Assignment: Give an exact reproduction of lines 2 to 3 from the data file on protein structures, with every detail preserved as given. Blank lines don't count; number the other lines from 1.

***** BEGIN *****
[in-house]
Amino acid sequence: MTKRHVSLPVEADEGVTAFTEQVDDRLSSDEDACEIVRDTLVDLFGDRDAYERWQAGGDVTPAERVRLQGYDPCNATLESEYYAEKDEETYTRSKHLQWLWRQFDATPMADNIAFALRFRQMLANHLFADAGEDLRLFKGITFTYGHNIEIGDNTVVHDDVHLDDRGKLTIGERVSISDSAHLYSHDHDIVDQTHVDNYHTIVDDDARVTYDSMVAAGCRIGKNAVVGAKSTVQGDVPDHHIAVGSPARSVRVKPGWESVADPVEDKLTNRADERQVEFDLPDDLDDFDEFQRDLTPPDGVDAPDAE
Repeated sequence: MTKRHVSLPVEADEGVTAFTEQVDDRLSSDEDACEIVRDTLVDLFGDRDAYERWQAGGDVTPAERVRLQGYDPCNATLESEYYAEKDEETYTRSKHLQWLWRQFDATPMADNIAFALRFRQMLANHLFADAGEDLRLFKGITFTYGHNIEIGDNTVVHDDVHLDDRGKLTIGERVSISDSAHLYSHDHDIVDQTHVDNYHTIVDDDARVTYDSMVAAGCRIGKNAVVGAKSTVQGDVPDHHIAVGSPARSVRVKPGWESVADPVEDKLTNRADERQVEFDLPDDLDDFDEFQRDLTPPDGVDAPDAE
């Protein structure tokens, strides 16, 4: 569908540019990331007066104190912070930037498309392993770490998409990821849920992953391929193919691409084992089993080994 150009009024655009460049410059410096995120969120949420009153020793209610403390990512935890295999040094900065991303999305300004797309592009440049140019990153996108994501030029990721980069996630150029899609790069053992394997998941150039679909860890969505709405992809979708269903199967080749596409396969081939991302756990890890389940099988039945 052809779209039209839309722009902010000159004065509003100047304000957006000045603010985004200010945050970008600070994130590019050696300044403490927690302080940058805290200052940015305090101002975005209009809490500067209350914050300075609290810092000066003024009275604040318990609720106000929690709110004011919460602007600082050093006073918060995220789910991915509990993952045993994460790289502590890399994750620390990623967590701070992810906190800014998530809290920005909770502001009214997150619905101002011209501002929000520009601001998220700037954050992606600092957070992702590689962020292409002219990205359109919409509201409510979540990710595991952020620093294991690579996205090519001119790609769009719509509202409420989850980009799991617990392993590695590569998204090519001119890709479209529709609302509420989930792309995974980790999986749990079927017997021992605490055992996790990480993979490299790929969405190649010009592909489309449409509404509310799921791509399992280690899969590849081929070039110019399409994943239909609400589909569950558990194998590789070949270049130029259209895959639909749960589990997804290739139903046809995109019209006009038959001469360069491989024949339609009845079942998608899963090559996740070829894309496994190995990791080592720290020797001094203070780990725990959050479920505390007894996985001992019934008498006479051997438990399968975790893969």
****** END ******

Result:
Amino acid sequence: MTKRHVSLPVEADEGVTAFTEQVDDRLSSDEDACEIVRDTLVDLFGDRDAYERWQAGGDVTPAERVRLQGYDPCNATLESEYYAEKDEETYTRSKHLQWLWRQFDATPMADNIAFALRFRQMLANHLFADAGEDLRLFKGITFTYGHNIEIGDNTVVHDDVHLDDRGKLTIGERVSISDSAHLYSHDHDIVDQTHVDNYHTIVDDDARVTYDSMVAAGCRIGKNAVVGAKSTVQGDVPDHHIAVGSPARSVRVKPGWESVADPVEDKLTNRADERQVEFDLPDDLDDFDEFQRDLTPPDGVDAPDAE
Repeated sequence: MTKRHVSLPVEADEGVTAFTEQVDDRLSSDEDACEIVRDTLVDLFGDRDAYERWQAGGDVTPAERVRLQGYDPCNATLESEYYAEKDEETYTRSKHLQWLWRQFDATPMADNIAFALRFRQMLANHLFADAGEDLRLFKGITFTYGHNIEIGDNTVVHDDVHLDDRGKLTIGERVSISDSAHLYSHDHDIVDQTHVDNYHTIVDDDARVTYDSMVAAGCRIGKNAVVGAKSTVQGDVPDHHIAVGSPARSVRVKPGWESVADPVEDKLTNRADERQVEFDLPDDLDDFDEFQRDLTPPDGVDAPDAE